I recently wrote a post about the dangers “quacks” pose to architecture, where I referred to architectural designers as quacks. However, upon receiving resistance to my assertions, I realized that perhaps my post did not give these individuals the recognition they deserve. I learned that an “architectural designer” may have the same education and training as an “architect,” but may not have taken or passed the registration exam, and therefore cannot provide the necessary “sealed” documents for building permits. These individuals may be just as knowledgeable and skilled as registered architects, but for various reasons, have not been able to become registered.
The article discusses the dangers posed by unlicensed individuals practicing as architects, referred to as “quacks.” These individuals can’t be held accountable for their actions and their practices can harm the profession, lead to project failure and loss of lives, deprive licensed architects of work and income, and lack professionalism. The article also mentions that the regulatory body for architects in Nigeria has created categories for registrable individuals to encourage more individuals to become licensed architects.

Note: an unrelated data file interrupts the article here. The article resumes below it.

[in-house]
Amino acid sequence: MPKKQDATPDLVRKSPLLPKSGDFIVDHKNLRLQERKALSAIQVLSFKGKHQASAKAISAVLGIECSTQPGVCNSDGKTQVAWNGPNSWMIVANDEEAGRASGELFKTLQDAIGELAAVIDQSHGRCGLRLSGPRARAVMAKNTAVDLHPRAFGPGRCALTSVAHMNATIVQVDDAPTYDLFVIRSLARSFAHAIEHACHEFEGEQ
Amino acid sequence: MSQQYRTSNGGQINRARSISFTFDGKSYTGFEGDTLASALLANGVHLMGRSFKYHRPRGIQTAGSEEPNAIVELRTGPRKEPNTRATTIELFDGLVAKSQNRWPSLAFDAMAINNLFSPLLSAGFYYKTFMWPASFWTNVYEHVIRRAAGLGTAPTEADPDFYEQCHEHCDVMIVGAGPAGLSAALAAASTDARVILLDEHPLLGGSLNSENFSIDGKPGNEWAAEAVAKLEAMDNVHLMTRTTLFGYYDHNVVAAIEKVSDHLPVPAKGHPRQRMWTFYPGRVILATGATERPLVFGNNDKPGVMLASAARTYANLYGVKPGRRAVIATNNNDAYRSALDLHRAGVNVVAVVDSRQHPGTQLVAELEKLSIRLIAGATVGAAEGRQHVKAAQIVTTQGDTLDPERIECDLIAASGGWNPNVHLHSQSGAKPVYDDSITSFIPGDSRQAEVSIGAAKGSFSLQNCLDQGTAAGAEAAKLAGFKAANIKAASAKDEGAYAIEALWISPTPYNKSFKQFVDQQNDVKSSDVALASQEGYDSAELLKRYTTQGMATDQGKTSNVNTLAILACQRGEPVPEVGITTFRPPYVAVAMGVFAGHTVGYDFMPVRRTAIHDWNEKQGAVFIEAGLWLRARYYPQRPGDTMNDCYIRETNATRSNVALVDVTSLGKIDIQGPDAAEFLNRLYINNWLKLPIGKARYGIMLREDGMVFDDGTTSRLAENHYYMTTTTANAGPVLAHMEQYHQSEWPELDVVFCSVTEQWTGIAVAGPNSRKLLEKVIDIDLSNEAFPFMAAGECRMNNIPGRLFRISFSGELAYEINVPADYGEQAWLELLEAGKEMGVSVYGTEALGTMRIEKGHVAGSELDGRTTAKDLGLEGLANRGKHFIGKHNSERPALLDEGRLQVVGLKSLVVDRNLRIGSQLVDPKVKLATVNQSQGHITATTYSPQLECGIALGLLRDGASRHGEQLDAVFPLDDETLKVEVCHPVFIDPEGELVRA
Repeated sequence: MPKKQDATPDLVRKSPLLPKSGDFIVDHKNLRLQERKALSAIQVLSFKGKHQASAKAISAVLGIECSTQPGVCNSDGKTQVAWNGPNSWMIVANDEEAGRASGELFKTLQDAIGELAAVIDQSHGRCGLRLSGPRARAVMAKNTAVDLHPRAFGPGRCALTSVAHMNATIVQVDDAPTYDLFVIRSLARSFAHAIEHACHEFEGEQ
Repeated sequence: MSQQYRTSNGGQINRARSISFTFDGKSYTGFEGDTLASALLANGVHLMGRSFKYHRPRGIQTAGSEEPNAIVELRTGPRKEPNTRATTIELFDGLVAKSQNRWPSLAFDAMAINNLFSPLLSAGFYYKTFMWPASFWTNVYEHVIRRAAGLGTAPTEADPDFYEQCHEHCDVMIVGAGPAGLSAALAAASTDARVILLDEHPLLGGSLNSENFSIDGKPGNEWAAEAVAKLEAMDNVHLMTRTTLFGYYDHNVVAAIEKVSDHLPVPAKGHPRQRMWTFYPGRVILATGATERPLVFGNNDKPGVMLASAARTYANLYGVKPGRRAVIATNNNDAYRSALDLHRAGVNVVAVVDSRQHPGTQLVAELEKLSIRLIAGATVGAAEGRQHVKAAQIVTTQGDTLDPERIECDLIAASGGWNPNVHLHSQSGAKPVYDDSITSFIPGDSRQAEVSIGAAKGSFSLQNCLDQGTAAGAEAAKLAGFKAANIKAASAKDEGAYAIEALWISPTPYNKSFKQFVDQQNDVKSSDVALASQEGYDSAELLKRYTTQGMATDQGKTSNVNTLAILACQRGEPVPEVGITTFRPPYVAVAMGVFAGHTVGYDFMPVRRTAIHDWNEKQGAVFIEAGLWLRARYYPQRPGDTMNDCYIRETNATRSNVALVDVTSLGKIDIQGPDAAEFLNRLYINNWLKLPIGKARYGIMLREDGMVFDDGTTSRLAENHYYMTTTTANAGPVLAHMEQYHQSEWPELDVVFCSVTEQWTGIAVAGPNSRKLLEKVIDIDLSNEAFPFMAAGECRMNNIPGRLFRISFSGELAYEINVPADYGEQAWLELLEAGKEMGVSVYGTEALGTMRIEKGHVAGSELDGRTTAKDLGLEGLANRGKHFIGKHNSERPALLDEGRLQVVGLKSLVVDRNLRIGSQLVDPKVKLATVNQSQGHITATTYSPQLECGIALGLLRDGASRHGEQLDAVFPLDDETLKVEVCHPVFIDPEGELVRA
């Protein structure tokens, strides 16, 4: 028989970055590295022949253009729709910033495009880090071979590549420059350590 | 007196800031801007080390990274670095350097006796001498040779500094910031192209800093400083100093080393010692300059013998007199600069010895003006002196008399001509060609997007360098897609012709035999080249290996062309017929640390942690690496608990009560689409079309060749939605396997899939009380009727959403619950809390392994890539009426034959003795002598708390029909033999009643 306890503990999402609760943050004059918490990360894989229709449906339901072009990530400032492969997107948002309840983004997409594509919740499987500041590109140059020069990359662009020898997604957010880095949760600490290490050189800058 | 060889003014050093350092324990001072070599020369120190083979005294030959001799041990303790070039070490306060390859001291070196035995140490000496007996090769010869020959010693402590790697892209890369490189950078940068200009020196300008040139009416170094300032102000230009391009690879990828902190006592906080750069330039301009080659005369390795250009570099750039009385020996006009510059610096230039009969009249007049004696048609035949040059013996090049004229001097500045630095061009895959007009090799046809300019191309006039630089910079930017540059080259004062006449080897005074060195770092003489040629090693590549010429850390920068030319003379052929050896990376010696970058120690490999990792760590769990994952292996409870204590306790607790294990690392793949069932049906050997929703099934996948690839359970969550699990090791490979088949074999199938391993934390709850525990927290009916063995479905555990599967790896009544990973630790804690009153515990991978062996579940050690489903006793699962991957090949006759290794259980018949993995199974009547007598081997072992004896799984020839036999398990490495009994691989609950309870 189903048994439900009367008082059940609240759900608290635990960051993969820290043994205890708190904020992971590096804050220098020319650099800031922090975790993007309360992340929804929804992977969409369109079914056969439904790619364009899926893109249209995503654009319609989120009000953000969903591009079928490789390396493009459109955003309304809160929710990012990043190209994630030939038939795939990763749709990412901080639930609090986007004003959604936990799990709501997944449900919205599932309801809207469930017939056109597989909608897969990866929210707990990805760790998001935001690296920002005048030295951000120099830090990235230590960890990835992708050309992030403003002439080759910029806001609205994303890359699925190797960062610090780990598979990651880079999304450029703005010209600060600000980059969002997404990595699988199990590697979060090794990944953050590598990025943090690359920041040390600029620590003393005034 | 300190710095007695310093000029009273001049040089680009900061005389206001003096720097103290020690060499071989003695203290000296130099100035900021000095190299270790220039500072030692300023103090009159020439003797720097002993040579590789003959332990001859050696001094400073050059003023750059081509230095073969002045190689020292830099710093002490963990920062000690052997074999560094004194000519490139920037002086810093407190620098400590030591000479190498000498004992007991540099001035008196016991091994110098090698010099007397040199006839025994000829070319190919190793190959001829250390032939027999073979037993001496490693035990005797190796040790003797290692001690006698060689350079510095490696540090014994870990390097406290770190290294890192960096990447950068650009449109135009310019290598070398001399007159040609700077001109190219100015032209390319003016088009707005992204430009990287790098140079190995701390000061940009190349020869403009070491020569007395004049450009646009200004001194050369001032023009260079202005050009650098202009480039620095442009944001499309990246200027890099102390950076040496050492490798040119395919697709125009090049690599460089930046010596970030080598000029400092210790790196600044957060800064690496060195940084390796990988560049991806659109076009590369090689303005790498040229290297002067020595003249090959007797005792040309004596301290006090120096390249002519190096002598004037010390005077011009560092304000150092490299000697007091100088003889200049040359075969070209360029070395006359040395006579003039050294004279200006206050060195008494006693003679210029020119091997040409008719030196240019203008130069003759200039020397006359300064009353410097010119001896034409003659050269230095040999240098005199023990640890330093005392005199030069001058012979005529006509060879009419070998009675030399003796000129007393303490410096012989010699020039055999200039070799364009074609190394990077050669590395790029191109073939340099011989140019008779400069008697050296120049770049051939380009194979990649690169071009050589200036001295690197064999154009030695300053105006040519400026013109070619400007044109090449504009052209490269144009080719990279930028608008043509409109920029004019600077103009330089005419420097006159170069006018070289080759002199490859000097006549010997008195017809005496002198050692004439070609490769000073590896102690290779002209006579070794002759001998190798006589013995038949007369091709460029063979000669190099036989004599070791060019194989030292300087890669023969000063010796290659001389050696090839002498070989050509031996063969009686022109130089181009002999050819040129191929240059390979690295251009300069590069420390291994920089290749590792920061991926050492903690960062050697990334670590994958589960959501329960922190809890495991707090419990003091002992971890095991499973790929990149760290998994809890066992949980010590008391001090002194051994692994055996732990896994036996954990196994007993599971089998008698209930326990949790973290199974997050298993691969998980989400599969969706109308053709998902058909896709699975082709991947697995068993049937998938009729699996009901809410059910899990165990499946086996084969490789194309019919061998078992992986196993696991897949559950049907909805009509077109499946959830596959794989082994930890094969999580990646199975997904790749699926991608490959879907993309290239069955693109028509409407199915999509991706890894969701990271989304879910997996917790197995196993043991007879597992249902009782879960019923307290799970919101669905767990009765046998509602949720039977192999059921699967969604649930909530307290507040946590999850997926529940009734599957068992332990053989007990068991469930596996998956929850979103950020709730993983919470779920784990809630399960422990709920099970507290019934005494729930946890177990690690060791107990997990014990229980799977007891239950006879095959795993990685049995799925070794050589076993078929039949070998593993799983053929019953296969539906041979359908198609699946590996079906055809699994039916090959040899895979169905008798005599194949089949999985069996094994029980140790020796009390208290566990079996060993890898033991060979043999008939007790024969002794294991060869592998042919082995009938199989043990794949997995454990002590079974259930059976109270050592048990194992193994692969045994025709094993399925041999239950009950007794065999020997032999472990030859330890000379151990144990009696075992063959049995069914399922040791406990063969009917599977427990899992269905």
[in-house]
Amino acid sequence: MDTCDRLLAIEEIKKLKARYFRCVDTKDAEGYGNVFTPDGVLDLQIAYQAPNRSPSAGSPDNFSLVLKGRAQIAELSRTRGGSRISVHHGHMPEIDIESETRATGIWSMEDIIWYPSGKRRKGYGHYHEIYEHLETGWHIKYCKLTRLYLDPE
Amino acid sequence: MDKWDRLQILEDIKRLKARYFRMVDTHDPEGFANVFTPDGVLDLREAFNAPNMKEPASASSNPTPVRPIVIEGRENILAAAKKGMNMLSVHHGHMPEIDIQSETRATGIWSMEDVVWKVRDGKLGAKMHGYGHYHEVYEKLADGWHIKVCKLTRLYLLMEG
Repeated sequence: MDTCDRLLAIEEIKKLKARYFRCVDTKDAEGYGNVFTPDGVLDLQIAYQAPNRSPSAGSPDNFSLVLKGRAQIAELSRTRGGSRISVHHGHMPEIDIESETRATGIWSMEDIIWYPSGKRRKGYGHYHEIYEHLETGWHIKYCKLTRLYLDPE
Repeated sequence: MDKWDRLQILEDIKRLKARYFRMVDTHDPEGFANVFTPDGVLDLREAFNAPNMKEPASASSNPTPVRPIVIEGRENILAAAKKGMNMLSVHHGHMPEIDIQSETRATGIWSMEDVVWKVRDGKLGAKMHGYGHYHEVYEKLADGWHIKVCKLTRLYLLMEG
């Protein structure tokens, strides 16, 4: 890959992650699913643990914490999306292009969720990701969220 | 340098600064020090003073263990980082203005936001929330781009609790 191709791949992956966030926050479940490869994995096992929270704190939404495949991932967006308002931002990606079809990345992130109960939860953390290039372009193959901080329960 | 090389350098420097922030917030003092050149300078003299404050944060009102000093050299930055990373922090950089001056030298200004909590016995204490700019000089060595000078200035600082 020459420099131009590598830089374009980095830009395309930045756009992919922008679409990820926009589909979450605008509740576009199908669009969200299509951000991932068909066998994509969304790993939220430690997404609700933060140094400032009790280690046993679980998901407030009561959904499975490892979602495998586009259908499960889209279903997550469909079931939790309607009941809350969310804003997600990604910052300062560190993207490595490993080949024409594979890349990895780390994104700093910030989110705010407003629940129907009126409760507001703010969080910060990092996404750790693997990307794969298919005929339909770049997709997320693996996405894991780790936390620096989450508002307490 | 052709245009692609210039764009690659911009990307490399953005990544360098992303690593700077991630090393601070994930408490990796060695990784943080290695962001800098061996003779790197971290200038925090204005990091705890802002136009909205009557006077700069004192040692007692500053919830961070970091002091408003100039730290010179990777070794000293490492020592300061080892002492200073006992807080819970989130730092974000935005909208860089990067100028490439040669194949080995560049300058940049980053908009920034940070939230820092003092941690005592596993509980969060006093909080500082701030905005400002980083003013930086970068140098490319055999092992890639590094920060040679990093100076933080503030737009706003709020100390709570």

The blog post discusses how the advent of computer-aided design (CAD) and building information modeling (BIM) has made the role of draftsmen in architecture redundant. These technologies have allowed architects to do the work of several draftsmen and produce outputs that are of a higher quality and faster than manual drafting.
Quackery in architecture is the practice of providing architectural services without fulfilling the requirements to work as a registered architect. This can include professionals from other fields, partially trained architecture students/graduates, individuals who have acquired architectural skills on-site, and untrained individuals who use design software. To become an architect, one must acquire a degree in architecture and be licensed by the Architects Registration Council of Nigeria (ARCON) or the Nigerian Institute of Architects (NIA). The process of registering with ARCON involves passing professional practice exams and working closely with both ARCON and NIA.